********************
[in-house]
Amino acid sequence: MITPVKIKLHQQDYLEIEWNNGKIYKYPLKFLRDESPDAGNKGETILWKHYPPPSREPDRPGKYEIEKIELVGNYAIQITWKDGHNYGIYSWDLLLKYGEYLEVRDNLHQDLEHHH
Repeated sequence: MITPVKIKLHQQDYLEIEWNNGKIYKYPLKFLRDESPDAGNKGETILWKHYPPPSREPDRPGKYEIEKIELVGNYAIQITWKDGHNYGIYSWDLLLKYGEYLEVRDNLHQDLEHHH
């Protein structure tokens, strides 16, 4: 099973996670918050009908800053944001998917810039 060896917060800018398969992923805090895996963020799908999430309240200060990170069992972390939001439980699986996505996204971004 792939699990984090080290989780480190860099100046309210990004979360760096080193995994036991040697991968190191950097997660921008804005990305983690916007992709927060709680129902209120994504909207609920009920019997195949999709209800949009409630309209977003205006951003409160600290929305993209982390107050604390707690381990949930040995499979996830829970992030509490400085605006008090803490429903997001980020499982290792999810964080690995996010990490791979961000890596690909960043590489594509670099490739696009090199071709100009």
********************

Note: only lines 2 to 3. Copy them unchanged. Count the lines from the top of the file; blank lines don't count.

Amino acid sequence: MITPVKIKLHQQDYLEIEWNNGKIYKYPLKFLRDESPDAGNKGETILWKHYPPPSREPDRPGKYEIEKIELVGNYAIQITWKDGHNYGIYSWDLLLKYGEYLEVRDNLHQDLEHHH
Repeated sequence: MITPVKIKLHQQDYLEIEWNNGKIYKYPLKFLRDESPDAGNKGETILWKHYPPPSREPDRPGKYEIEKIELVGNYAIQITWKDGHNYGIYSWDLLLKYGEYLEVRDNLHQDLEHHH